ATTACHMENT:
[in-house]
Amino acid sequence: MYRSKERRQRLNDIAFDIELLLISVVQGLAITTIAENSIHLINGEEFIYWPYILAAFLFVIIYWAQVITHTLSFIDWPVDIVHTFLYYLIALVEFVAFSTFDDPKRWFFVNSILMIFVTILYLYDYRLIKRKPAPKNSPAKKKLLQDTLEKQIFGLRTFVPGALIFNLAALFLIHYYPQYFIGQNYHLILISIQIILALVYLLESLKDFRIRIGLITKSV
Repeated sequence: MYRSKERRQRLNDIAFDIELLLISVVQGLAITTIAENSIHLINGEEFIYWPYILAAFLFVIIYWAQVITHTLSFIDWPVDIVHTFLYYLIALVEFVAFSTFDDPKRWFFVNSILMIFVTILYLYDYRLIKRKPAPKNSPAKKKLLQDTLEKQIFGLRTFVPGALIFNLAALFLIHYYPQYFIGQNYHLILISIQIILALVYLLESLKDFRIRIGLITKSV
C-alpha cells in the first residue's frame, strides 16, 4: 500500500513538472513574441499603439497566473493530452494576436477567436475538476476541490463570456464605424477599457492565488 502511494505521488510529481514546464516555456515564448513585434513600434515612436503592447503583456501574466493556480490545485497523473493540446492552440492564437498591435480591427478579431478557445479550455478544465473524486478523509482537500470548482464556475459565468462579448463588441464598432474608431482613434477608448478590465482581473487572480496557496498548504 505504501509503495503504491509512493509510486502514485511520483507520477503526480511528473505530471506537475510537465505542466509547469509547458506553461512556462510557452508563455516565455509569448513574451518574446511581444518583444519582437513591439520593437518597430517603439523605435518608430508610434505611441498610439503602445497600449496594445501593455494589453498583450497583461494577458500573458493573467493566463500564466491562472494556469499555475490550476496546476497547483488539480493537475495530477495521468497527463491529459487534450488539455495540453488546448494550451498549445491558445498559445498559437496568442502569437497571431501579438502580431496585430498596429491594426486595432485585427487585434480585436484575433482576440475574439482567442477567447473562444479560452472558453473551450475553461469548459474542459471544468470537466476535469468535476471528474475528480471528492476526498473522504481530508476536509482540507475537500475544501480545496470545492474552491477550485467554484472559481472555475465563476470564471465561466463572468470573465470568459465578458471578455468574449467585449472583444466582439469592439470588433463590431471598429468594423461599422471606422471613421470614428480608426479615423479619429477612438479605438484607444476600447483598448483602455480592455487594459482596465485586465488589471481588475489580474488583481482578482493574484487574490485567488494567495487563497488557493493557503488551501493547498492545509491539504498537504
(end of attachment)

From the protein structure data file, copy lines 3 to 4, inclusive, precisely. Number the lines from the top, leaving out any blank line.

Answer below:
Repeated sequence: MYRSKERRQRLNDIAFDIELLLISVVQGLAITTIAENSIHLINGEEFIYWPYILAAFLFVIIYWAQVITHTLSFIDWPVDIVHTFLYYLIALVEFVAFSTFDDPKRWFFVNSILMIFVTILYLYDYRLIKRKPAPKNSPAKKKLLQDTLEKQIFGLRTFVPGALIFNLAALFLIHYYPQYFIGQNYHLILISIQIILALVYLLESLKDFRIRIGLITKSV
C-alpha cells in the first residue's frame, strides 16, 4: 500500500513538472513574441499603439497566473493530452494576436477567436475538476476541490463570456464605424477599457492565488 502511494505521488510529481514546464516555456515564448513585434513600434515612436503592447503583456501574466493556480490545485497523473493540446492552440492564437498591435480591427478579431478557445479550455478544465473524486478523509482537500470548482464556475459565468462579448463588441464598432474608431482613434477608448478590465482581473487572480496557496498548504 505504501509503495503504491509512493509510486502514485511520483507520477503526480511528473505530471506537475510537465505542466509547469509547458506553461512556462510557452508563455516565455509569448513574451518574446511581444518583444519582437513591439520593437518597430517603439523605435518608430508610434505611441498610439503602445497600449496594445501593455494589453498583450497583461494577458500573458493573467493566463500564466491562472494556469499555475490550476496546476497547483488539480493537475495530477495521468497527463491529459487534450488539455495540453488546448494550451498549445491558445498559445498559437496568442502569437497571431501579438502580431496585430498596429491594426486595432485585427487585434480585436484575433482576440475574439482567442477567447473562444479560452472558453473551450475553461469548459474542459471544468470537466476535469468535476471528474475528480471528492476526498473522504481530508476536509482540507475537500475544501480545496470545492474552491477550485467554484472559481472555475465563476470564471465561466463572468470573465470568459465578458471578455468574449467585449472583444466582439469592439470588433463590431471598429468594423461599422471606422471613421470614428480608426479615423479619429477612438479605438484607444476600447483598448483602455480592455487594459482596465485586465488589471481588475489580474488583481482578482493574484487574490485567488494567495487563497488557493493557503488551501493547498492545509491539504498537504